“Her eyes were shining like stars – stars in the mist.”
A moving account of a kindly, decent soldier who accidentally kills a cowardly senior officer. Instead of trying to explain, he makes a run for it, leaving behind friends and his ambulance-driving fiancee.
He ends up living among the deserters. Not unlike the military, the deserts have their own code and pecking orders. Rawley goes from a decent officer to an unkempt but decent deserter, filthy and ragged.
Between scavenging and run-ins with the military, the casual moments of horror are made all the more stark. When Rawley runs into his financee again, she wants to have the honeymoon before they are drawn apart. But Rawley is “clinging to decency” by the barest thread in refusing. She says “two weeks of happiness out of – perhaps a whole lifetime. It seems such a little to ask of life.”
But the ending, so poignant, is well worth the read.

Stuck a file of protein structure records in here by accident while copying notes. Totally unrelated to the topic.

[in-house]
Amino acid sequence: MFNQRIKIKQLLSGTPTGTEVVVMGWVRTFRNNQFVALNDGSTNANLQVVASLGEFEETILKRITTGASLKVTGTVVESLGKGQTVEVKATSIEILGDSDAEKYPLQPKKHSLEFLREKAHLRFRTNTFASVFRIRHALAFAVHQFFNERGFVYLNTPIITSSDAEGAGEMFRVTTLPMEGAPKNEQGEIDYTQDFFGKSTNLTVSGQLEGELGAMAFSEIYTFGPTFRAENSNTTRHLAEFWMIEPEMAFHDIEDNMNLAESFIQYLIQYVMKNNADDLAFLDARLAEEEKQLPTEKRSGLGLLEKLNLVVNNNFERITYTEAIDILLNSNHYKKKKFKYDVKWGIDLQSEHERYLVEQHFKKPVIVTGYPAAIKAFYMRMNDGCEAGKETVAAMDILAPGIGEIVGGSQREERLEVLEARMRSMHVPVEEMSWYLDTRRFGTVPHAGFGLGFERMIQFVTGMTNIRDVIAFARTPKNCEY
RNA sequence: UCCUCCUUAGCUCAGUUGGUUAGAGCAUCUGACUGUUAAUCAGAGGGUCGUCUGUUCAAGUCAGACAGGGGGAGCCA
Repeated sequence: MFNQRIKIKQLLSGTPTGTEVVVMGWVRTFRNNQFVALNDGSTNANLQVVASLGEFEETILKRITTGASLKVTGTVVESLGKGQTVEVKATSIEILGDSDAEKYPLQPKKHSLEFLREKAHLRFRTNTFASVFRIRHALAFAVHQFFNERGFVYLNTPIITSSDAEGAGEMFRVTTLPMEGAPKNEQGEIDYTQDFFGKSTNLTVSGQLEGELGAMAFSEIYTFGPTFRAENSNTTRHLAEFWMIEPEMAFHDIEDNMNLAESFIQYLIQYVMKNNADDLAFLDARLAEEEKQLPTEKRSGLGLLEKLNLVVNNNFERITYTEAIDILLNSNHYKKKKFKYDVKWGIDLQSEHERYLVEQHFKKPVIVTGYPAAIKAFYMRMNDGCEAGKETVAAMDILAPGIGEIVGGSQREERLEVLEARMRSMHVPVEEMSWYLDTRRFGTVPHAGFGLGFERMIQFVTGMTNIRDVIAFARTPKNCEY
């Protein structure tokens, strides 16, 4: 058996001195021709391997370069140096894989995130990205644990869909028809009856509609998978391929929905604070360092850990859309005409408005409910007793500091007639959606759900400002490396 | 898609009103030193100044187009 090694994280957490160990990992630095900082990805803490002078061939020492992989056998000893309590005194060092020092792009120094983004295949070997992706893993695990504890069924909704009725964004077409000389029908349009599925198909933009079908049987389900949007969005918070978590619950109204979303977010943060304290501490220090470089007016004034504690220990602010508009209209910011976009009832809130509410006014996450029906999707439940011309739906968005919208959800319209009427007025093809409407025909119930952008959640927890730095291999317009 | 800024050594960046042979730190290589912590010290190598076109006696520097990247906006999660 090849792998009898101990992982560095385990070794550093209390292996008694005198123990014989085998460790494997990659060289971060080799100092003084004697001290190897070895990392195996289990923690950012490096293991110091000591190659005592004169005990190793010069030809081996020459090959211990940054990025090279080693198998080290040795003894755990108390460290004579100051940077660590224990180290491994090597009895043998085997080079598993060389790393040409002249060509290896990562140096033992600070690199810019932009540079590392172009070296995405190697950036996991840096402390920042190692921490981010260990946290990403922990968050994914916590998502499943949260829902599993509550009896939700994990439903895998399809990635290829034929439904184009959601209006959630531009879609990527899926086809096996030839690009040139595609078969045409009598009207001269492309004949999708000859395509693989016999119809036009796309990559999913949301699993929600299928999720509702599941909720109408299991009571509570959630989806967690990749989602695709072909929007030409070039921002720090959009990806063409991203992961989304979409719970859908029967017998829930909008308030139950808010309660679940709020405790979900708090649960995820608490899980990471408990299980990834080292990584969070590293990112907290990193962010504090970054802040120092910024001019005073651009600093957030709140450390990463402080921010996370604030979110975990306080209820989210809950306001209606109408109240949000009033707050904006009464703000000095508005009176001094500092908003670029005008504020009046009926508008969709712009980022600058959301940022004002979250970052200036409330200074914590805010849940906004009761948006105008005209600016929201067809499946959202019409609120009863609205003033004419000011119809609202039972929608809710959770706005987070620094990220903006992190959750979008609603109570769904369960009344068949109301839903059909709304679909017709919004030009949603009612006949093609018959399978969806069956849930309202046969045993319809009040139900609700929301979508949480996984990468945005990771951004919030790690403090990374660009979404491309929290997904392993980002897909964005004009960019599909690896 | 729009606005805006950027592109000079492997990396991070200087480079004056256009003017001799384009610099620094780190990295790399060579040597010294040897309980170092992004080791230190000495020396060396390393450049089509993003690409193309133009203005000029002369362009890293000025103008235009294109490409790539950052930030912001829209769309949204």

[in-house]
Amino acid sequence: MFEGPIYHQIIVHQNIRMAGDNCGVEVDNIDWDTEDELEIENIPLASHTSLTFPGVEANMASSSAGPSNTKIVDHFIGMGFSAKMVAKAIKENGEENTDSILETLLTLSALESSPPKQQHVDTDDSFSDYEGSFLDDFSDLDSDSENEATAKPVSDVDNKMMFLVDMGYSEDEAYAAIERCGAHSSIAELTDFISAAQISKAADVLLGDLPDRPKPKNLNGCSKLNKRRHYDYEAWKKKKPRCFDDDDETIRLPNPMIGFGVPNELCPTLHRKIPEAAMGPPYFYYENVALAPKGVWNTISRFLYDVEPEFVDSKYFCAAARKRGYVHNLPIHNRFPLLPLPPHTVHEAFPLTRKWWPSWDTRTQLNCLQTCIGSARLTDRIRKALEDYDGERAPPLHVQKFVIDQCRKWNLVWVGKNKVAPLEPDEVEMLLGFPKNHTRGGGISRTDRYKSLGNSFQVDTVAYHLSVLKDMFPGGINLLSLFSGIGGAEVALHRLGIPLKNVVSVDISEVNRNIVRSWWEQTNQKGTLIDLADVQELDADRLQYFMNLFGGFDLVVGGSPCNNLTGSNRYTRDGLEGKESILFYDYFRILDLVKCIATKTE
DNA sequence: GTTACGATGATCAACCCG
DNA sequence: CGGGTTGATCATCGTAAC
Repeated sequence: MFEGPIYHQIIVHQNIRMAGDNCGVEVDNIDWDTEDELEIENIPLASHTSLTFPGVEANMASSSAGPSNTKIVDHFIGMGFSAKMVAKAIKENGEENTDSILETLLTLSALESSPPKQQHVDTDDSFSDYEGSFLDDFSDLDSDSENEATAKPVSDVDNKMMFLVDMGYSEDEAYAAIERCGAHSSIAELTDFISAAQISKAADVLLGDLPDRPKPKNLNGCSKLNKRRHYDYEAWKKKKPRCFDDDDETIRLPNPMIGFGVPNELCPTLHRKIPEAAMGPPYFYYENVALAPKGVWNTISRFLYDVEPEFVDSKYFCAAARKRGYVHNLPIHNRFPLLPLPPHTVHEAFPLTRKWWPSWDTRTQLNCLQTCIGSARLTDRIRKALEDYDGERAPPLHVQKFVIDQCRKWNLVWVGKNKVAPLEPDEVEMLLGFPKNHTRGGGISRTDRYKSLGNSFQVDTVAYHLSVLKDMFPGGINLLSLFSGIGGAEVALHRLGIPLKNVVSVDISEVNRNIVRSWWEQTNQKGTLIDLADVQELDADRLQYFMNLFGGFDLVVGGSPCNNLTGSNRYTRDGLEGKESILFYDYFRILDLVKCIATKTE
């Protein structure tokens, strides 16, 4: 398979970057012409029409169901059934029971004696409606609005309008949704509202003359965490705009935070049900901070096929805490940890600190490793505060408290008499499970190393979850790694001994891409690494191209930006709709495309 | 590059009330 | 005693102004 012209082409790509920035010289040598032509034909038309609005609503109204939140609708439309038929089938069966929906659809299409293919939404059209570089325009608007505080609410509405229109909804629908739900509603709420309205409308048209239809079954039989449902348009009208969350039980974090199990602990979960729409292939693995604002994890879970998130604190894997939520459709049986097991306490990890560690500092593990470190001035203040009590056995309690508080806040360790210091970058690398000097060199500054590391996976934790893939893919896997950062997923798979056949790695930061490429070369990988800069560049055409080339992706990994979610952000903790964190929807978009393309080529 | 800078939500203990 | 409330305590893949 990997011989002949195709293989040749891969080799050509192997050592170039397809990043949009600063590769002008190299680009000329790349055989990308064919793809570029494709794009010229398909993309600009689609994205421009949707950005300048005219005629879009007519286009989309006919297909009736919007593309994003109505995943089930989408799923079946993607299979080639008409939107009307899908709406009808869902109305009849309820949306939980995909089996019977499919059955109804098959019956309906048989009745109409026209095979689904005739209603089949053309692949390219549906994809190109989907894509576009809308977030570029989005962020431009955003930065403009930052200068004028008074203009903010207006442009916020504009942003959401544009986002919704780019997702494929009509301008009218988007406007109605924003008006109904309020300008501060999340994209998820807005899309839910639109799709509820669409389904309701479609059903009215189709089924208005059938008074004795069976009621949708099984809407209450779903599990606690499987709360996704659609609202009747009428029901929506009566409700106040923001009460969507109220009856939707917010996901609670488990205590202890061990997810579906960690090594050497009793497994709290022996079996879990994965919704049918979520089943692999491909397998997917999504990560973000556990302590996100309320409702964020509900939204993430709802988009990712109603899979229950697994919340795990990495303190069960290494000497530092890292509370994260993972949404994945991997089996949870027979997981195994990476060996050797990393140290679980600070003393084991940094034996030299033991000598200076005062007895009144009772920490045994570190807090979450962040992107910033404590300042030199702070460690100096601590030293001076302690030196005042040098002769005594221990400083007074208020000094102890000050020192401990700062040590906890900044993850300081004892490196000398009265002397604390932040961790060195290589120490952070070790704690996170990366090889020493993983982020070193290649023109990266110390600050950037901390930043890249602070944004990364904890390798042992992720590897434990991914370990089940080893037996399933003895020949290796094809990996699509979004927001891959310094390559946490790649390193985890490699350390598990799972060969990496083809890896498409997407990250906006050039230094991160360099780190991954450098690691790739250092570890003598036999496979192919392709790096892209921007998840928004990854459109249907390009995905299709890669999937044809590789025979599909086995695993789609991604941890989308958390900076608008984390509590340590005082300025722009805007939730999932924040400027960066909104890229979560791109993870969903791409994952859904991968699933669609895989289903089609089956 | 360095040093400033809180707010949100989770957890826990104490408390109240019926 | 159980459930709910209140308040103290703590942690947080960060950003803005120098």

Thanks to NetGalley for the 30-day ebook loan.
An elegantly written romantic mystery with a surprisingly gruesome plot.
A Duty to the Dead was quick to read and immersed you instantly into the setting. It had many lovely and quotable passages. I was surprised by how dark the plot was, it featured multiple violent incidents against young children by authority figures.
The main character is Bess, a war nurse who was believably courageous and intelligent with a love of justice from her upbringing in India. She reminds me a lot of Anne Perry’s Charlotte Pitt.
After a deathbed request from a young soldier she nursed, Bess eventually goes to his family. She finds his mother and step-father along with two brothers. Arthur’s dying words of ‘Peregrine didn’t do it, mother must be told‘ ought to be good news – but it’s clear that the family isn’t at all pleased.
After learning Peregrine is in an insane asylum, Bess is soon caught up in the seemingly unrelated death of a young maid when the boys were kids and a local soldier who is suffering from PTSD. She continues to persevere even as more people are murdered and her life is threatened.
I’ll definitely give the next book a try, but I intend to keep an eye out for the violence level.